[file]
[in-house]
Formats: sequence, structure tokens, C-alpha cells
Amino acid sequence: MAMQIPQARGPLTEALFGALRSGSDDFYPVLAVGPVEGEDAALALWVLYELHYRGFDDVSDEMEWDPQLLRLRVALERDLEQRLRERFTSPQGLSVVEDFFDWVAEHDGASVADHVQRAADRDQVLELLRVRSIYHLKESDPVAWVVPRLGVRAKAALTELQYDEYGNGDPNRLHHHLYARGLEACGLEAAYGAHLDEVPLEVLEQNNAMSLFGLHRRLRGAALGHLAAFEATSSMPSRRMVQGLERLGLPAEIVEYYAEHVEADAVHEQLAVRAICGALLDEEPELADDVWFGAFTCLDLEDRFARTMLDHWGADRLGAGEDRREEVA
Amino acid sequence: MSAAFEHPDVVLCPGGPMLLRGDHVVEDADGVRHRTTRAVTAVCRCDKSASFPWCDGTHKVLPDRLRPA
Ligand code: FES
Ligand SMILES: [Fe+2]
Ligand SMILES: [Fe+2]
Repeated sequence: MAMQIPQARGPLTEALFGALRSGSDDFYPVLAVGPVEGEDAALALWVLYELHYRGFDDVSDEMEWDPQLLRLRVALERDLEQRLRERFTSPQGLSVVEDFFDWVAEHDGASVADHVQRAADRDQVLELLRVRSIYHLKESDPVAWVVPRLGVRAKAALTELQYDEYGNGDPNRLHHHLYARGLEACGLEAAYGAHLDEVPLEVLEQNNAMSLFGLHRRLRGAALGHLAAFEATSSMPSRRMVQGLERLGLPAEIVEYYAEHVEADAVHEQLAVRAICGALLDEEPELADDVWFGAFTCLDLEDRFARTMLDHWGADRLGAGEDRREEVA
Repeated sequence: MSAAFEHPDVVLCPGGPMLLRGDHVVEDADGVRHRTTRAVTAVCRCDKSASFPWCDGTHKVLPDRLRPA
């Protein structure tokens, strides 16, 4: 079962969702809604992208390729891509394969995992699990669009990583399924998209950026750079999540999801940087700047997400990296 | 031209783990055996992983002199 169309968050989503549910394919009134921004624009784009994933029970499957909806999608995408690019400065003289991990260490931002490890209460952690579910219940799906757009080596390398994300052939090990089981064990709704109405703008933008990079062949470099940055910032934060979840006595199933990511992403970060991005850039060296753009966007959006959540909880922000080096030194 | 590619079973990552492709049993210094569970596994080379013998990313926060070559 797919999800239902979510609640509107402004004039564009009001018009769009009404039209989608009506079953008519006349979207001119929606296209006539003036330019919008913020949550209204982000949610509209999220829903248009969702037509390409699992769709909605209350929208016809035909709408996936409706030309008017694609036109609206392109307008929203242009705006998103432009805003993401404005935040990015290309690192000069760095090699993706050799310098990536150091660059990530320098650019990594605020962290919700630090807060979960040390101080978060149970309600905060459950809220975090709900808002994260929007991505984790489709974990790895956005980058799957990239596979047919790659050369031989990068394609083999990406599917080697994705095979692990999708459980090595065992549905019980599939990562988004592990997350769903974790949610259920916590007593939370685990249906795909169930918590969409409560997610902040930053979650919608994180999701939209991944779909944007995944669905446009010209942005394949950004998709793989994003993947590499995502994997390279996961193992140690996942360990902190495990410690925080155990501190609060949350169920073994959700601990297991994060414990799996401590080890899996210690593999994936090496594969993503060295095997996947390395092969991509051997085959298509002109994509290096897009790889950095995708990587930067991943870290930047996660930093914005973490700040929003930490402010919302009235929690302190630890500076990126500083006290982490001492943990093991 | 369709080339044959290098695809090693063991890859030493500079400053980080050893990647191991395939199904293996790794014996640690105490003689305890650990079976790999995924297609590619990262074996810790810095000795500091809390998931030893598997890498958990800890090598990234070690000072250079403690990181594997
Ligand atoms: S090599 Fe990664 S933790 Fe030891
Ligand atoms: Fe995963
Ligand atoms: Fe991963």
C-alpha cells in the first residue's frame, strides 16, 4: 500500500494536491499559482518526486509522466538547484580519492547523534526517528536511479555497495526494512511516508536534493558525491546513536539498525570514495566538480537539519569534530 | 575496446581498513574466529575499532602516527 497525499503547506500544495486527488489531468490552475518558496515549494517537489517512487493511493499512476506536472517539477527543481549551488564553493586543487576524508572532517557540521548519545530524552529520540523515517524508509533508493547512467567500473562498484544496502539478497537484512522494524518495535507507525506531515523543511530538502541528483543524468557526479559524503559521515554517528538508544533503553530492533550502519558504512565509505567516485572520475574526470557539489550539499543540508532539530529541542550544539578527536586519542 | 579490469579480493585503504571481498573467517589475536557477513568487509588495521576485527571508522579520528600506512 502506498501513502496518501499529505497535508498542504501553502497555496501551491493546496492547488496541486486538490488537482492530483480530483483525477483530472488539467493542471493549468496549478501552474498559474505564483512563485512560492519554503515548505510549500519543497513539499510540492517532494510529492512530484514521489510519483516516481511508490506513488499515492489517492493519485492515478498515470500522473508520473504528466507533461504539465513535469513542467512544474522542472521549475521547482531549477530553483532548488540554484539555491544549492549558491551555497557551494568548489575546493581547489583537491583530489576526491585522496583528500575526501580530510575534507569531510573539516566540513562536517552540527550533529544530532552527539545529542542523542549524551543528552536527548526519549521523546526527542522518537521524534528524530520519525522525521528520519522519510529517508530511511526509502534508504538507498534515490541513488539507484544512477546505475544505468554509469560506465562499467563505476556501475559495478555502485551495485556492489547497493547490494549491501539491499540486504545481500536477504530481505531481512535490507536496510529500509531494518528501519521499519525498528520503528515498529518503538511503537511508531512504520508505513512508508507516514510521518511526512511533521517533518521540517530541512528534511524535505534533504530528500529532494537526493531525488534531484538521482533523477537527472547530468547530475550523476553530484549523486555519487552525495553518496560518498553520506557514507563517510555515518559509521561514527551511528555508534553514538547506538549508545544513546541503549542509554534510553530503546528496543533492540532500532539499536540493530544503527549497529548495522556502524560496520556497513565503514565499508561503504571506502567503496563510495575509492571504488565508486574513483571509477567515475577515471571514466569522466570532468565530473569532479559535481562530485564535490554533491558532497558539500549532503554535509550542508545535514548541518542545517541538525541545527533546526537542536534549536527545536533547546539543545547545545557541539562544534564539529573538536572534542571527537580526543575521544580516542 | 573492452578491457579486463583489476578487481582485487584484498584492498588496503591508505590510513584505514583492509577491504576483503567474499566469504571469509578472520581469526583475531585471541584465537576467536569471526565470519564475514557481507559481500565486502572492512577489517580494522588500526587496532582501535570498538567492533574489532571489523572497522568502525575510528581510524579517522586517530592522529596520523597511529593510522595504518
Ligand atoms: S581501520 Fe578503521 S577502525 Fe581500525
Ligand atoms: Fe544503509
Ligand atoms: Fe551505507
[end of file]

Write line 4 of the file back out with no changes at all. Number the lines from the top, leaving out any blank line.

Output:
Amino acid sequence: MSAAFEHPDVVLCPGGPMLLRGDHVVEDADGVRHRTTRAVTAVCRCDKSASFPWCDGTHKVLPDRLRPA